How do you help employees self-regulate their workload?
Overall, there's no one-size-fits-all solution. Empathy, frequent communication and partnership are the keys to addressing employee wellbeing. We take care to manage projects directly and make sure work is not insurmountable. We use Kanban, which enables developers to pull down work when they have capacity, as well as milestones and weekly planning to help the developers focus. I'm always proactive in noticing a change in performance or morale and engage the team to make sure everyone has the support they need.
There are no off-the-shelf solutions in this space, which is generally true of our services."
How should managers view their own learning opportunities from junior team members?
One of the parts of being a manager that I most enjoy is having dozens of perspectives I can learn and grow from, which suits me since I consider myself a perpetual student. Just recently, one of the devs introduced the team to ReactiveX, which is a bit of a paradigm shift that works well with distributed systems, through our “tech-talk” series of team meetings.
What kind of candidate do you want on your engineering team?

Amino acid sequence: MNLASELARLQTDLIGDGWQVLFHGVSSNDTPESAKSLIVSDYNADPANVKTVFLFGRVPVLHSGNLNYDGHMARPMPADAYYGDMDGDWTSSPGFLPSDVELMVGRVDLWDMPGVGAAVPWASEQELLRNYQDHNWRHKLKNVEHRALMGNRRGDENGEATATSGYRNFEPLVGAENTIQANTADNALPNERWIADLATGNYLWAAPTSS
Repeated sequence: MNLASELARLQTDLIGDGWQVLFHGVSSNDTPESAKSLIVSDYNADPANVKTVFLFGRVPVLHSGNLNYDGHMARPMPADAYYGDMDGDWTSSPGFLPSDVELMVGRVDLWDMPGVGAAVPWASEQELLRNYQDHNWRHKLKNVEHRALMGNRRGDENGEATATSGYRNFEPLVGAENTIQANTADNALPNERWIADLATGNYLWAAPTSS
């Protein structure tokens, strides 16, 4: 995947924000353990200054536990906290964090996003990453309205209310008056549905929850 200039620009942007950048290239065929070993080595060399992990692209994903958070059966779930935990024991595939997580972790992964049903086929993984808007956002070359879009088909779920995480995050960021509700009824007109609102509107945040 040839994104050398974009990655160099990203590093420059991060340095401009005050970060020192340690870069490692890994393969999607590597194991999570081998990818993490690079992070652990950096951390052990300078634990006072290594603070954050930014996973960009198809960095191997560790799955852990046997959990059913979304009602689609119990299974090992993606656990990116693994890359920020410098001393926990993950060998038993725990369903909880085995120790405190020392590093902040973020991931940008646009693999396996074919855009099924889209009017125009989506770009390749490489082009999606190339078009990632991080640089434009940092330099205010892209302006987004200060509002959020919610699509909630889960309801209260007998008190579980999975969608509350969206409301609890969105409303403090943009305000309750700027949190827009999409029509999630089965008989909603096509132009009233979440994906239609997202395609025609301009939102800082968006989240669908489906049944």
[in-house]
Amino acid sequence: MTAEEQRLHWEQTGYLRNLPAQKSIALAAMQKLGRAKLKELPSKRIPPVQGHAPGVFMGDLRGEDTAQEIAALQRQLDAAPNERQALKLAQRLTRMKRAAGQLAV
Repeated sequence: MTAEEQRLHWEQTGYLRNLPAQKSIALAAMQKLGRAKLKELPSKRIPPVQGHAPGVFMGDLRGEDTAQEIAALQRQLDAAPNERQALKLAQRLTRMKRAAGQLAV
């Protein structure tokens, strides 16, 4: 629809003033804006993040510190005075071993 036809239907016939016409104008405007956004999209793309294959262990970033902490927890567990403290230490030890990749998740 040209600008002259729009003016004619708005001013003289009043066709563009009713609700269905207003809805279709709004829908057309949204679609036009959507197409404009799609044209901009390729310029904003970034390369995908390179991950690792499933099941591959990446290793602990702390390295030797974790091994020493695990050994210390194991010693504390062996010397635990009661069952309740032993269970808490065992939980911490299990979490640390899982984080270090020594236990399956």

Of the solutions we build, 90 percent are custom-made for our business. For a single service, we may use dozens of open source components. Consequently, we look for developers who are resourceful, pragmatic and can iterate quickly. We obsess over results, so it's also important to have a scientific mindset. Moreover, having a firm grasp of data structures, algorithms, databases and networking is a key success factor. In practice, this means being familiar with distributed systems, NodeJS, AWS/GCP, Linux, RDBMS and NoSQL.
One of the parts of being a manager that I most enjoy is having dozens of perspectives I can learn and grow from."
How do you give new hires room to grow at Earny?
I believe every developer is part architect, software developer and site reliability engineer, or SRE. That means developers have a say in the design of the system and are responsible both for writing quality software and for making sure it's stable for customers. Design standards are reviewed by the team leads and peers. The development phase focuses on demonstrable results, and stability is measured carefully with operational key performance indicators or KPIs. My role is to help developers meet all of those expectations and encourage them to have creative license in meeting those standards.